Bradenton,FL. Cashier Sues Walmart for Malicious Prosecution in "Price
On October 14, 2014, Emily Rennhack, a Walmart cashier in Bradenton, Florida, was arrested at her register inside the retailer’s store by a county deputy sheriff, removed from the building in handcuffs, and transported to the Manatee county corrections facility.
Rennhack, who had worked for Walmart for more than 6 years, was charged by her employer with Grand Theft in
the Third Degree and embezzlement.
In an affidavit filed with the Manatee County sheriff, Walmart’s asset protection manager stated that Rennhack had made “a series of unusual price overrides…far beyond what would be allowed by our ad match or buy one get one competitive price matching policies.” Walmart claimed that Rennhack’s price reductions at her cash register had “resulted in a financial loss to Walmart” of $1,784.86. Rennhack spent the night in the county jail, and was released the following day after posting $1,500 bond.
Rennhack argued that her “price overrides” had all been conducted in accordance with Walmart’s price matching policy as she understood it, and that her supervisors had been aware of, and had authorized, all transactions involving a manager or Customer Service Manager.
In the criminal case against her, the local State Attorney offered Rennhack a “pretrial
intervention” which would result in all criminal charges being dropped—if she admitted guilt to theft and embezzlement charges, paid restitution to Walmart of $1,784.86, and agreed to months of supervision by the county Department of Probation. Rennhack refused to plead
guilty for something she had not done.
For the next year and a half, Rennhack lived under the shadow of criminal prosecution for a felony charge, which carried a potential 5-year prison sentence. She endured months of depositions, discovery. and repeated continuances of court hearings. During this time, the State Attorney’s office searched for testimony or other evidence to establish any criminal conduct by Rennhack, who was unable to find work because of the damage to her reputation. She could not pay her rent and was forced to move back home with her parents.
The State Attorney ultimately determined that insufficient evidence existed to show that Rennhack had committed any crime, and on July 11, 2016 entered a "nolle prosequi" in the criminal case--a notice that the criminal charges were being dropped.
On March 29, 2017, Rennhack’s lawyers, W. Nelon Kirkland and Thomas Whitaker, Jr. of Bradenton, filed a civil complaint against Walmart and 5 of its employees, charging Walmart and its loss prevention and supervisory staff with 12 counts, including False Report of a Crime, Breach of Fiduciary Duty, Intentional Infliction of Emotional Distress, Malicious Prosecution, False Imprisonment, Defamation, Battery, and Negligence Against Walmart Training and Supervision of Employees. “Walmart failed to properly train, supervise, and protect the plaintiffs from customers who used and abused Walmart’s price matching policies,” the complaint charges. Rennhack “always followed her various supervisors’ instructions regarding Walmart’s price matching policy and the over-arching company policy to ‘take care of the customer.’ “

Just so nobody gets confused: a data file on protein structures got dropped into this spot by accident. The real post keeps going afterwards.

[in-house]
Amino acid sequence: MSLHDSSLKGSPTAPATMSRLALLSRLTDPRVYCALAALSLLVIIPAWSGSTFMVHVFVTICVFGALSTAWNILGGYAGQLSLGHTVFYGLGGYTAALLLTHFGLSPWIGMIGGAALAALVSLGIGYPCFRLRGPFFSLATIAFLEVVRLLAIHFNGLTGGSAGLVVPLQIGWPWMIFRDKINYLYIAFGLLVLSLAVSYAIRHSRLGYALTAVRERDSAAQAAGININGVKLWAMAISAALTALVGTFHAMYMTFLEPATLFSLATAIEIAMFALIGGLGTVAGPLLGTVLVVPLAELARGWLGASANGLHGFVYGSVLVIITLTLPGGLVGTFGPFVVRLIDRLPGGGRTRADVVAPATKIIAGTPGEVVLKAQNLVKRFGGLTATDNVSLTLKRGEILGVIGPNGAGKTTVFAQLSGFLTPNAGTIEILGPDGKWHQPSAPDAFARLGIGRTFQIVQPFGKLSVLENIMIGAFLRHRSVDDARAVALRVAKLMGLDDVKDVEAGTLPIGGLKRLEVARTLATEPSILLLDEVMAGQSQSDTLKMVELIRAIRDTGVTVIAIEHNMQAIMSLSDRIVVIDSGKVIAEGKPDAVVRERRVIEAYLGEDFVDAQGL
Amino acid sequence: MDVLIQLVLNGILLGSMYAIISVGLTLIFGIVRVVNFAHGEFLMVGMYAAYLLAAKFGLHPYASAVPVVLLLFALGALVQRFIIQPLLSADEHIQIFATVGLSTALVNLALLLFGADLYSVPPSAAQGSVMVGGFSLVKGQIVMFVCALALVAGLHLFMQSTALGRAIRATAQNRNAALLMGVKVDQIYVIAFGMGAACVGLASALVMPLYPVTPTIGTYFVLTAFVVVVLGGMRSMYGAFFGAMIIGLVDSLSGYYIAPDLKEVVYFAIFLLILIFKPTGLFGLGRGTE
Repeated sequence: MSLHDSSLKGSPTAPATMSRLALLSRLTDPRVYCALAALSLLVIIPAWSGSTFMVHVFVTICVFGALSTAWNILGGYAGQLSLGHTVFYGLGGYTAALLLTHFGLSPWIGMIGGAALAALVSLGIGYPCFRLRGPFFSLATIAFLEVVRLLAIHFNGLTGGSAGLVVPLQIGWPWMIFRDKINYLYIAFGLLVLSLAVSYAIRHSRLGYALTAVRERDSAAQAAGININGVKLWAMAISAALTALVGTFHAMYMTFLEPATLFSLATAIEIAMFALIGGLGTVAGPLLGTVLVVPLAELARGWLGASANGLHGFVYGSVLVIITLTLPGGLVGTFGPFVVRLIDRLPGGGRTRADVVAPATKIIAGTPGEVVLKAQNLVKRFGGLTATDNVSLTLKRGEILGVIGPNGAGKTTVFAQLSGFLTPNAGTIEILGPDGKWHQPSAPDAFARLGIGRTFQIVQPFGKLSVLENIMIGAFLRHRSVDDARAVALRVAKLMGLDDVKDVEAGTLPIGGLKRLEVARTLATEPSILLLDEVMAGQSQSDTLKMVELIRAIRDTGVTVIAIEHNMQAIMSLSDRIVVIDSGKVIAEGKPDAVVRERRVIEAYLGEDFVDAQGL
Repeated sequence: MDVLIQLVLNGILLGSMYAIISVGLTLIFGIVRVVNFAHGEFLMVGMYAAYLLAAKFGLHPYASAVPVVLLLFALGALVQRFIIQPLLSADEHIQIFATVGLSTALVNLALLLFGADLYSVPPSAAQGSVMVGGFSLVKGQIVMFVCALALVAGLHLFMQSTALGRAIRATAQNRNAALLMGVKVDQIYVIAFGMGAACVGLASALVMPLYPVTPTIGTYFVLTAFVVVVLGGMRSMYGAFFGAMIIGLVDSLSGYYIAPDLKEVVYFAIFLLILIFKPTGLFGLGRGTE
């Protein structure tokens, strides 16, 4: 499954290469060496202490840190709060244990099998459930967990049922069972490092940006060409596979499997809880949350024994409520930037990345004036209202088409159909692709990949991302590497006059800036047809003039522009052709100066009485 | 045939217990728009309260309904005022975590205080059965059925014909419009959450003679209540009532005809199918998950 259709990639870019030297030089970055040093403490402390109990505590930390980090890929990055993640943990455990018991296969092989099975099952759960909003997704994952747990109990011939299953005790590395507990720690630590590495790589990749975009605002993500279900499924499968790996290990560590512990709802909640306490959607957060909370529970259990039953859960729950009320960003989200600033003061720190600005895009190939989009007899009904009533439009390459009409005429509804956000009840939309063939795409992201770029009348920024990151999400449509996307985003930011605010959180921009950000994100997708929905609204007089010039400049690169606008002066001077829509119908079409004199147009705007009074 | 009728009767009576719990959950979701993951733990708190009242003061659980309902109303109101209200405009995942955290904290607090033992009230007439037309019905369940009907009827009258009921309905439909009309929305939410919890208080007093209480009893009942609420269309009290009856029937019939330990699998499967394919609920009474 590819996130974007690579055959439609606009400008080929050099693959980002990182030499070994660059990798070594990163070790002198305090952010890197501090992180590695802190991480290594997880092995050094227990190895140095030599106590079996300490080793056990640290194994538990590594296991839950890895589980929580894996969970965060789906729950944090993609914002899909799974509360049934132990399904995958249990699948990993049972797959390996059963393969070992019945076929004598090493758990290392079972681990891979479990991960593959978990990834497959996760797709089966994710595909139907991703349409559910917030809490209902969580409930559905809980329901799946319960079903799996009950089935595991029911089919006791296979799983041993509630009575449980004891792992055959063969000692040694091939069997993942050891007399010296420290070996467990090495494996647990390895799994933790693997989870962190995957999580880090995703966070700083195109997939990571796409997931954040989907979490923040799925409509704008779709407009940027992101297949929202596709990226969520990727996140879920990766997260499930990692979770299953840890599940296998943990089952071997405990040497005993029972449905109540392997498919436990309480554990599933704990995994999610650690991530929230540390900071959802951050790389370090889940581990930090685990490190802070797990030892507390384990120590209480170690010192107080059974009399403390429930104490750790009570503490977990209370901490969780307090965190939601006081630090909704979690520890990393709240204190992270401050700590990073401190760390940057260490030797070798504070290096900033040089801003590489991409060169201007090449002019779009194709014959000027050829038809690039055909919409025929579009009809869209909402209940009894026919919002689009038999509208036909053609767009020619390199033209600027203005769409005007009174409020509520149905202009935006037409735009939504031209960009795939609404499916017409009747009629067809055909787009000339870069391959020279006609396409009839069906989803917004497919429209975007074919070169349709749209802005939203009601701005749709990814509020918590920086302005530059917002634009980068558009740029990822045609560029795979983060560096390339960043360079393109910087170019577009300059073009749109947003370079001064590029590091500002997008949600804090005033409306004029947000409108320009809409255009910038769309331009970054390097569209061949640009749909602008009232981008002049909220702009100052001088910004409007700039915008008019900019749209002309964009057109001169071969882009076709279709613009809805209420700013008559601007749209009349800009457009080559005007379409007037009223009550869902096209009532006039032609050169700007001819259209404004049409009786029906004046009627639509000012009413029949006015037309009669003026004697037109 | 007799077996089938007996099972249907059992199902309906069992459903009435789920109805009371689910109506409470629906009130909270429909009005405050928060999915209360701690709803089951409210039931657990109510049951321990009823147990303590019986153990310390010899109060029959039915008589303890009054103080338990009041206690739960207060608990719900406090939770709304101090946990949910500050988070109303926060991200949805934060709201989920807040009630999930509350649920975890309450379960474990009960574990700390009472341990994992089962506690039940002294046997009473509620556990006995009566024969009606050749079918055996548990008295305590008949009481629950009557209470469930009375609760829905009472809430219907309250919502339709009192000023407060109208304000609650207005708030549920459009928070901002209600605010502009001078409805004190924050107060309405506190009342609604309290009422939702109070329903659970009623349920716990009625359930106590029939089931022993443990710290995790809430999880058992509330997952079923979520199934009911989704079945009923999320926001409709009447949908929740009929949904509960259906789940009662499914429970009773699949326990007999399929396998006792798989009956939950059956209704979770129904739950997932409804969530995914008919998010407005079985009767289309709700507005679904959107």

The complaint further states that Rennhack was wrongfully terminated, and “has suffered shame, been brought into public scandal, suffered loss of capacity for enjoyment of life, and endured great humiliation by being publicly arrested, and damage to her reputation.”
“Walmart’s conduct was extreme and outrageous and caused
plaintiff to suffer severe mental anguish and suffering including loss of sleep severe anxiety and depression,” the lawsuit says. Walmart “should have known that failure to exercise due care when wrongfully terminating plaintiff in her place of work, placing her in handcuffs, parading her through the store, and prosecuting her for an alleged felony would cause plaintiff severe emotional distress.” The complaint says that Walmart supervisors “had instructed her in the very practice she was being accused of using to commit theft in her place of work.”
What you can do: There is no clear count of how many Walmart cashiers have been fired over the company’s convoluted ‘price matching’ policy (now no longer in effect). In April of 2016, a 54-year old Walmart cashier in West Plains, Missouri was fired for price matching a gallon of sweet tea at $2.88 for $1.98. The community rallied in support of the cashier, who was recruited by another supermarket.
Emily Rennhack will pursue her civil case against Walmart in court this April.